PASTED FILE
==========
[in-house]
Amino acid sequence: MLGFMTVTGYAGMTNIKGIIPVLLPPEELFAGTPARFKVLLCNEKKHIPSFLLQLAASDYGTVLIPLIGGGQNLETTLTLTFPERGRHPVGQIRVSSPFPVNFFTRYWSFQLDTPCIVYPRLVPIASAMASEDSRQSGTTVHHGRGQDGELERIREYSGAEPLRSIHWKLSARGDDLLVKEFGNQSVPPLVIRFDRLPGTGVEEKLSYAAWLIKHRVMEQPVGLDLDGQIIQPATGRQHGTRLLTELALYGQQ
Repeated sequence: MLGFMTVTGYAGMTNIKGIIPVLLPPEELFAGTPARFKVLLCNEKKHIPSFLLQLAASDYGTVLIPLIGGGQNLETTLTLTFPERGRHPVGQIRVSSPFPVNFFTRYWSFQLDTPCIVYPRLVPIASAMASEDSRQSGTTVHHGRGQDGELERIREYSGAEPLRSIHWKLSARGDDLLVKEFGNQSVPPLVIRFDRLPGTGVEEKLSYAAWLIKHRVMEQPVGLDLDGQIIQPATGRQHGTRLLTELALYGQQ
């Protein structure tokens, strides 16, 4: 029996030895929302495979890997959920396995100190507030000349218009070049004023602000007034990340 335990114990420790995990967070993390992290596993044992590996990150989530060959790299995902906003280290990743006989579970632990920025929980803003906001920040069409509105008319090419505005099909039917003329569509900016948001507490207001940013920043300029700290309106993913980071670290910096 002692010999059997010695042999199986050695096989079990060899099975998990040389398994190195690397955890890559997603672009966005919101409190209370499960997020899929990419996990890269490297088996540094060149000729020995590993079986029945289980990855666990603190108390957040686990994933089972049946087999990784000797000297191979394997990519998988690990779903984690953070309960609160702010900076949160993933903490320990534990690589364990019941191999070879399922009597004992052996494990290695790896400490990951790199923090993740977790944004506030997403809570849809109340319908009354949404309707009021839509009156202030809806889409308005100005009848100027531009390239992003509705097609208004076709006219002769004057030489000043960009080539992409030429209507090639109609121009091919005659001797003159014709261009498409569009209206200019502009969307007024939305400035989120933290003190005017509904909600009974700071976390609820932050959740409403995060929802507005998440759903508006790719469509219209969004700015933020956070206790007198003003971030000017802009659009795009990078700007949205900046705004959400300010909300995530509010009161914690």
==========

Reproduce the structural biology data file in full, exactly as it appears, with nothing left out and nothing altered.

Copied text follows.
[in-house]
Amino acid sequence: MLGFMTVTGYAGMTNIKGIIPVLLPPEELFAGTPARFKVLLCNEKKHIPSFLLQLAASDYGTVLIPLIGGGQNLETTLTLTFPERGRHPVGQIRVSSPFPVNFFTRYWSFQLDTPCIVYPRLVPIASAMASEDSRQSGTTVHHGRGQDGELERIREYSGAEPLRSIHWKLSARGDDLLVKEFGNQSVPPLVIRFDRLPGTGVEEKLSYAAWLIKHRVMEQPVGLDLDGQIIQPATGRQHGTRLLTELALYGQQ
Repeated sequence: MLGFMTVTGYAGMTNIKGIIPVLLPPEELFAGTPARFKVLLCNEKKHIPSFLLQLAASDYGTVLIPLIGGGQNLETTLTLTFPERGRHPVGQIRVSSPFPVNFFTRYWSFQLDTPCIVYPRLVPIASAMASEDSRQSGTTVHHGRGQDGELERIREYSGAEPLRSIHWKLSARGDDLLVKEFGNQSVPPLVIRFDRLPGTGVEEKLSYAAWLIKHRVMEQPVGLDLDGQIIQPATGRQHGTRLLTELALYGQQ
């Protein structure tokens, strides 16, 4: 029996030895929302495979890997959920396995100190507030000349218009070049004023602000007034990340 335990114990420790995990967070993390992290596993044992590996990150989530060959790299995902906003280290990743006989579970632990920025929980803003906001920040069409509105008319090419505005099909039917003329569509900016948001507490207001940013920043300029700290309106993913980071670290910096 002692010999059997010695042999199986050695096989079990060899099975998990040389398994190195690397955890890559997603672009966005919101409190209370499960997020899929990419996990890269490297088996540094060149000729020995590993079986029945289980990855666990603190108390957040686990994933089972049946087999990784000797000297191979394997990519998988690990779903984690953070309960609160702010900076949160993933903490320990534990690589364990019941191999070879399922009597004992052996494990290695790896400490990951790199923090993740977790944004506030997403809570849809109340319908009354949404309707009021839509009156202030809806889409308005100005009848100027531009390239992003509705097609208004076709006219002769004057030489000043960009080539992409030429209507090639109609121009091919005659001797003159014709261009498409569009209206200019502009969307007024939305400035989120933290003190005017509904909600009974700071976390609820932050959740409403995060929802507005998440759903508006790719469509219209969004700015933020956070206790007198003003971030000017802009659009795009990078700007949205900046705004959400300010909300995530509010009161914690």